House debates

Thursday, 3 September 2020

Bills

Environment Protection and Biodiversity Conservation Amendment (Streamlining Environmental Approvals) Bill 2020; Second Reading

1:17 pm

Photo of Adam BandtAdam Bandt (Melbourne, Australian Greens) Share this | Hansard source

[by video link] The Morrison government is taking a chainsaw to our environment laws. They're making it easier for their corporate mates in mining, oil and gas to get their projects approved, which will put our environment and wildlife at risk. With this bill, the Environment Protection and Biodiversity Conservation Amendment (Streamlining Environmental Approvals) Bill 2020, the federal government is passing their responsibilities for protecting our environment onto the states, where there are weaker laws and fewer environmental protections. We know that state governments are often in the pocket of developers and big corporations. We need more environmental protections, not less. Just this year we have seen what happens when our environmental laws are too weak: Rio Tinto blows up a 40,000-year-old Aboriginal heritage site in the Juukan Gorge. We also know what happens when we have strong environmental protections. It is federal environmental protections that stopped the Franklin River from being dammed, and they protected our World Heritage listed Great Barrier Reef from being drilled for oil. We can't let the Prime Minister trash our environment. We need strong national environmental standards and an independent regulator who can properly enforce environmental protections. The Greens fought this bill when Tony Abbott introduced it in 2014 and we will fight it again now.

We are in an extinction crisis. We are in an environment and climate emergency. We are being warned that unless we take action in less than the next few years we could start off a chain reaction that will mean climate change is unstoppable and that will take with it large parts of our environment. We have seen just over this summer one billion creatures lose their lives, an unprecedented devastation to our natural areas. We are also seeing a massive, massive attack on our water supply, on the basics of life, as big corporations get given the green light by state and federal governments to do things that they just should not be able to do.

We know from our history that it is often state governments who will be the most co-opted by big corporations. They will have the weakest protections, they're the ones who get the donations from the developers and the corporations, and they're the ones that are most likely to give the green light to devastating projects. Whether it's the Queensland Labor government giving the go-ahead to devastating coalmines in the Carmichael basin or Liberal governments who never cared about the environment in the first place, we need strong national laws to protect our environment.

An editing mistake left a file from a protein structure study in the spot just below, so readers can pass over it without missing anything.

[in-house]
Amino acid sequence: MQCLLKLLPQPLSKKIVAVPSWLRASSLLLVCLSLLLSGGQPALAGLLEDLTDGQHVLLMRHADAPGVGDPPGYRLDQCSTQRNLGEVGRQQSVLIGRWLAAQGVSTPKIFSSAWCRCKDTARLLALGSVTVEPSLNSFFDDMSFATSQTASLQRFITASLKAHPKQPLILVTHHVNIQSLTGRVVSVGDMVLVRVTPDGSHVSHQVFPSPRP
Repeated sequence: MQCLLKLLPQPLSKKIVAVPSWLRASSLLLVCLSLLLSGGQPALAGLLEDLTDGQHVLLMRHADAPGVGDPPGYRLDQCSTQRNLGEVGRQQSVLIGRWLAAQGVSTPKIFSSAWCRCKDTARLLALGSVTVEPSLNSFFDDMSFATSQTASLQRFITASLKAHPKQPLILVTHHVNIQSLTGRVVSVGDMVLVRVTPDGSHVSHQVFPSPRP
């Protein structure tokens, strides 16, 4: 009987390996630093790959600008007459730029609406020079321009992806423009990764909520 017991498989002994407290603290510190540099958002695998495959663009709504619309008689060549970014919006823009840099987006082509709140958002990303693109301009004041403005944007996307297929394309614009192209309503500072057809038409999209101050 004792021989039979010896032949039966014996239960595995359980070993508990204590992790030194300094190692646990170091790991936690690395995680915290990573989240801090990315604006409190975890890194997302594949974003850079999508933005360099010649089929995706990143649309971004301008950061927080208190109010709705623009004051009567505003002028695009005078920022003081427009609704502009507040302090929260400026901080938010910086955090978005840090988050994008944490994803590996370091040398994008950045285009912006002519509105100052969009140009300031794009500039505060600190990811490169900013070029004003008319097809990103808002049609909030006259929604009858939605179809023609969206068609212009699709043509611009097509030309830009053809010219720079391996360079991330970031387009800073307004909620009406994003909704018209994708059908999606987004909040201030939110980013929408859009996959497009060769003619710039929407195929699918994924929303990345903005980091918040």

It's not just the Greens saying this. It's not just the Australian public saying this. An independent review that the government itself commissioned of its own environment laws has said that the existing environment laws are not strong enough; they have holes in them big enough to drive a bulldozer through. The review has found very clearly that our environment laws don't do the job of protecting our threatened species or our environment. You would think that, when you have national laws called 'the environment protection laws', you could look in there and find something, somewhere, in clear black and white, that protected the environment. But you don't, at the moment, under our laws. They are just not working.

The government's own independent review said it. The independent review said that we not only need to change those laws, to put in place strong environmental standards, but we need a strong cop on the beat. In other words, once we've got these standards, we also then need to make sure that there is someone who will hold government and corporations to account to make sure that those laws aren't breached, so that the laws themselves actually get enforced. And only then, the independent review said, might you consider allowing someone other than the Commonwealth government to make the decision.

But what does the Morrison government do? The Morrison government comes along and says: 'Well, we'll ignore the bit in the report that says we need tougher environmental standards, we'll ignore the bit that says we need a cop on the beat, but what we will do is hand over all of our powers to the state governments and let them make decisions.' Make no mistake: if this bill passes, our environment will suffer. And all of the things that people power and federal governments have protected before—like stopping the Franklin from being dammed—will now be under threat, and it will be the state government that gets the final say.

The federal government—all that the minister has to hang her hat on with this is to say: 'It's okay. You can trust me.' 'You can trust us,' the minister says. She says: 'It's alright. In this bill, we'll enable the government to call in an action for approval in appropriate circumstances.' I'm sorry, Minister, but I don't trust you. I have absolutely no doubt that, if it came down to a choice between the Commonwealth stepping in and overriding a state government or just letting the state government and corporations do what they want to do, the government would sit on their hands. Just as this government sat on its hands as the Juukan Gorge was destroyed, so they will in the future as well.